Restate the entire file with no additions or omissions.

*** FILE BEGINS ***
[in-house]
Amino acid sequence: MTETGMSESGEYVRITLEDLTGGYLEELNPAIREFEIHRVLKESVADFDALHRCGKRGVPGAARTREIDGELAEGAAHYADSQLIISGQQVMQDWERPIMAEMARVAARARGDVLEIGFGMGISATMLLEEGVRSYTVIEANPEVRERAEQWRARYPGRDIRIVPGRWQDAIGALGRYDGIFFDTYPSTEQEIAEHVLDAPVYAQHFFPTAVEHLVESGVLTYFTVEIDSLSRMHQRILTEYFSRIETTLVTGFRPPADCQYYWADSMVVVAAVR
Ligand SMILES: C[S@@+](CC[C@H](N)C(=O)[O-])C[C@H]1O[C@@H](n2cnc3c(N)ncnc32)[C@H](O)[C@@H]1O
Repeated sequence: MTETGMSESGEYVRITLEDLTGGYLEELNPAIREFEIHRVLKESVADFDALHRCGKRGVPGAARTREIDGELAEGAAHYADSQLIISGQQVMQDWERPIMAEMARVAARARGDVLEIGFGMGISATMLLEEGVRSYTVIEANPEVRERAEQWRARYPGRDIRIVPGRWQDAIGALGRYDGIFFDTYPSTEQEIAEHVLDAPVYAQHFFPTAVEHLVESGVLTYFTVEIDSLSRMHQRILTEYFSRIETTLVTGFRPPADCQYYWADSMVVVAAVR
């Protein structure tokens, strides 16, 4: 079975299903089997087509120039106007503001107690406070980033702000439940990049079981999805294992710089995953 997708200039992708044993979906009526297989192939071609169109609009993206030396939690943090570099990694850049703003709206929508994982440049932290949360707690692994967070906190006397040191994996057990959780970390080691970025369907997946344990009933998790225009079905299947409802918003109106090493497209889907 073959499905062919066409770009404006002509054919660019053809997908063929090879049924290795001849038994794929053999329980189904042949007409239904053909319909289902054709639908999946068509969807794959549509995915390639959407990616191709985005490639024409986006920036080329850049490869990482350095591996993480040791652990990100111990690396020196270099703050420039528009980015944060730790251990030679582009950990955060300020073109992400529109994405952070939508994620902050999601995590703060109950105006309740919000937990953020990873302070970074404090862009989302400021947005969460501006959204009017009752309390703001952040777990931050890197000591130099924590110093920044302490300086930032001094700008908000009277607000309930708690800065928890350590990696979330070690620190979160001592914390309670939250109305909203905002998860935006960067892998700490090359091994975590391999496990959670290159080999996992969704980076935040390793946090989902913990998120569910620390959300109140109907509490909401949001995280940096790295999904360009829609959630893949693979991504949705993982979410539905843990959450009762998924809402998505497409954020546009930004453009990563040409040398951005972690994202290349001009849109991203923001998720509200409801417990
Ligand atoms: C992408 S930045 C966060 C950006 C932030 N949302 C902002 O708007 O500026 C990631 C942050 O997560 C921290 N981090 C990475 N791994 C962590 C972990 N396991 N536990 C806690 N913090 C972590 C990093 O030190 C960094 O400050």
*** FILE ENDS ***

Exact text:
[in-house]
Amino acid sequence: MTETGMSESGEYVRITLEDLTGGYLEELNPAIREFEIHRVLKESVADFDALHRCGKRGVPGAARTREIDGELAEGAAHYADSQLIISGQQVMQDWERPIMAEMARVAARARGDVLEIGFGMGISATMLLEEGVRSYTVIEANPEVRERAEQWRARYPGRDIRIVPGRWQDAIGALGRYDGIFFDTYPSTEQEIAEHVLDAPVYAQHFFPTAVEHLVESGVLTYFTVEIDSLSRMHQRILTEYFSRIETTLVTGFRPPADCQYYWADSMVVVAAVR
Ligand SMILES: C[S@@+](CC[C@H](N)C(=O)[O-])C[C@H]1O[C@@H](n2cnc3c(N)ncnc32)[C@H](O)[C@@H]1O
Repeated sequence: MTETGMSESGEYVRITLEDLTGGYLEELNPAIREFEIHRVLKESVADFDALHRCGKRGVPGAARTREIDGELAEGAAHYADSQLIISGQQVMQDWERPIMAEMARVAARARGDVLEIGFGMGISATMLLEEGVRSYTVIEANPEVRERAEQWRARYPGRDIRIVPGRWQDAIGALGRYDGIFFDTYPSTEQEIAEHVLDAPVYAQHFFPTAVEHLVESGVLTYFTVEIDSLSRMHQRILTEYFSRIETTLVTGFRPPADCQYYWADSMVVVAAVR
């Protein structure tokens, strides 16, 4: 079975299903089997087509120039106007503001107690406070980033702000439940990049079981999805294992710089995953 997708200039992708044993979906009526297989192939071609169109609009993206030396939690943090570099990694850049703003709206929508994982440049932290949360707690692994967070906190006397040191994996057990959780970390080691970025369907997946344990009933998790225009079905299947409802918003109106090493497209889907 073959499905062919066409770009404006002509054919660019053809997908063929090879049924290795001849038994794929053999329980189904042949007409239904053909319909289902054709639908999946068509969807794959549509995915390639959407990616191709985005490639024409986006920036080329850049490869990482350095591996993480040791652990990100111990690396020196270099703050420039528009980015944060730790251990030679582009950990955060300020073109992400529109994405952070939508994620902050999601995590703060109950105006309740919000937990953020990873302070970074404090862009989302400021947005969460501006959204009017009752309390703001952040777990931050890197000591130099924590110093920044302490300086930032001094700008908000009277607000309930708690800065928890350590990696979330070690620190979160001592914390309670939250109305909203905002998860935006960067892998700490090359091994975590391999496990959670290159080999996992969704980076935040390793946090989902913990998120569910620390959300109140109907509490909401949001995280940096790295999904360009829609959630893949693979991504949705993982979410539905843990959450009762998924809402998505497409954020546009930004453009990563040409040398951005972690994202290349001009849109991203923001998720509200409801417990
Ligand atoms: C992408 S930045 C966060 C950006 C932030 N949302 C902002 O708007 O500026 C990631 C942050 O997560 C921290 N981090 C990475 N791994 C962590 C972990 N396991 N536990 C806690 N913090 C972590 C990093 O030190 C960094 O400050």